Wear your boots and wipe your feet

wood 2I don’t mean this to be any shameless self-promotion for my husband’s blog, but, hey, if that’s one of the side effects, I’ll not refuse it.  Bob has always loved dinosaurs, and all things big and monster-y.  He would get in trouble in school for drawing those big, green lizards instead of paying attention in class, and now as he approaches retirement, he’s allowing his childhood fantasies to turn into adult aspirations.  I’ve even encouraged him to take up pen and ink and start illustrating his own books, and in so doing, I’ve created a monster of my own! (Kidding—“behind every great man there stands…”)

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From “The Staff in the Tree” by Robert L Jones, III, on Pneumythology

So his site, Pneumythology, deals with mythical stories and beasts of incredible imagination (not just his own, but throughout history) as well as eliciting inferences from the superheroes of ancient Rome and Greece and DC and Marvel. 

Now, I hope this is taken the right way, but Continue reading “Wear your boots and wipe your feet”

Better than d’Artagnan

neuschwanstein-castle-467116_1280I’m not literary, to begin with.  My school-age years were spent during the golden age of this somewhat new-fangled thing called television, and it was easier to watch Ed Sullivan than it was to read a book.  Thankfully, when our oldest child was a tender toddler, I found my way to the local library of the small town that was our current home.  Thus began a love affair with books for my children (and me!) that has never stopped.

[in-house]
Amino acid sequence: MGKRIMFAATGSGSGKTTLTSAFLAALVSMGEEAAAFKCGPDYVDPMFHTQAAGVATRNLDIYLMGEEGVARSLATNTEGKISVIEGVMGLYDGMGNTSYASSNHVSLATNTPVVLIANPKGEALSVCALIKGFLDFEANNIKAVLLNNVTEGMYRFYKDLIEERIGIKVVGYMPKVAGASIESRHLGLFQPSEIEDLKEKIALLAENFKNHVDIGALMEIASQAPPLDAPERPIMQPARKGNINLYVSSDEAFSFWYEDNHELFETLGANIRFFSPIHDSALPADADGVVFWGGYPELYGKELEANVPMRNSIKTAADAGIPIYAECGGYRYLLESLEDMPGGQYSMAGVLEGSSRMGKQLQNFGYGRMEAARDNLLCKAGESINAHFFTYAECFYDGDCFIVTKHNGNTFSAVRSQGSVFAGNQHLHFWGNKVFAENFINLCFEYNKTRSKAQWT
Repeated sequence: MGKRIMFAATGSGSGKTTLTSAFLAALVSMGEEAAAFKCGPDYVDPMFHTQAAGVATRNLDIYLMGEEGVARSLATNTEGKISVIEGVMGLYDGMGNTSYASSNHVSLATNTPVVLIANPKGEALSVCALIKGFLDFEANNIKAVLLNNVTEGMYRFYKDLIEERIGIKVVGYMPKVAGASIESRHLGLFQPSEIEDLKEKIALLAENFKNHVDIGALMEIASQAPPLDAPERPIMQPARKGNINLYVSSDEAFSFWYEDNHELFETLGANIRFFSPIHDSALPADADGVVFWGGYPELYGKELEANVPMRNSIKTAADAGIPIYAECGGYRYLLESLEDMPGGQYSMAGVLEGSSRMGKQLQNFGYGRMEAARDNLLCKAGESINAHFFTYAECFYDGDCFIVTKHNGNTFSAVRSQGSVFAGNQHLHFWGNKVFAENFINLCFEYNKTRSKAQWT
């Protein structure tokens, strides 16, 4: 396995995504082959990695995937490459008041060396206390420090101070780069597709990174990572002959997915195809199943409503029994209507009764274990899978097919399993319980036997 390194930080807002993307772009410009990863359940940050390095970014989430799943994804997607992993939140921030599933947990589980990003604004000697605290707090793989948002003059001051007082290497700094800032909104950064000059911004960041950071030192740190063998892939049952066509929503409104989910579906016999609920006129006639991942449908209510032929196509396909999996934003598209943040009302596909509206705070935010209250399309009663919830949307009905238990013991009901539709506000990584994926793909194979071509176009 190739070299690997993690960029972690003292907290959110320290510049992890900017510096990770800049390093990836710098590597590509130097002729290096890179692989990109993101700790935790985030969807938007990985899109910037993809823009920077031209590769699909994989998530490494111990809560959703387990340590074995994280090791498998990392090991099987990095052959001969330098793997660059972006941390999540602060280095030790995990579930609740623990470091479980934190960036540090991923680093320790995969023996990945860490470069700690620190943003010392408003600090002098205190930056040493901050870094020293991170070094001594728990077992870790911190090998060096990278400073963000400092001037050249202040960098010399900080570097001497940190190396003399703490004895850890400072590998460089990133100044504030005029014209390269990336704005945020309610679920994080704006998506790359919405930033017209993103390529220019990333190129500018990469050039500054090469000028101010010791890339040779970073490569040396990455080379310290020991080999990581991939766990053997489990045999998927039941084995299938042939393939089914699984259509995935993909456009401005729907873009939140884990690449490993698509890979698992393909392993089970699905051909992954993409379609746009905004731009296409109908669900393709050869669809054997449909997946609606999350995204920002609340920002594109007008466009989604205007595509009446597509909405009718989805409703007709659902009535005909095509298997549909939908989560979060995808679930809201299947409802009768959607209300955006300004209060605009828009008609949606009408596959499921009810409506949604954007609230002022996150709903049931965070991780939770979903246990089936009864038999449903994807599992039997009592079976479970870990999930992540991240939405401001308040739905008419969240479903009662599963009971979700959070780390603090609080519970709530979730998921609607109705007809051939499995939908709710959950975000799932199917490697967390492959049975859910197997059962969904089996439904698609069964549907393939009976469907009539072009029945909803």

The girls flew the coop years ago, but somehow Bob and I started reading together; that is, he reads to me while I crochet in my rocking chair.  Seriously.  We look like we’re posing for a Norman Rockwell painting.  So the classics I never read are still available (children’s included) and we’re picking them off one by one. 

Case in point: The Three Musketeers.  I don’t know why Dumas called it that, since the there are really four; nonetheless, it was fun, and the author does a good job at developing the unique character of each persona, so we decided to read the sequel.  (I don’t recommend it, unless you’re into literature for the sake of literature.  Me?  I just want to be summarily entertained, which Continue reading “Better than d’Artagnan”

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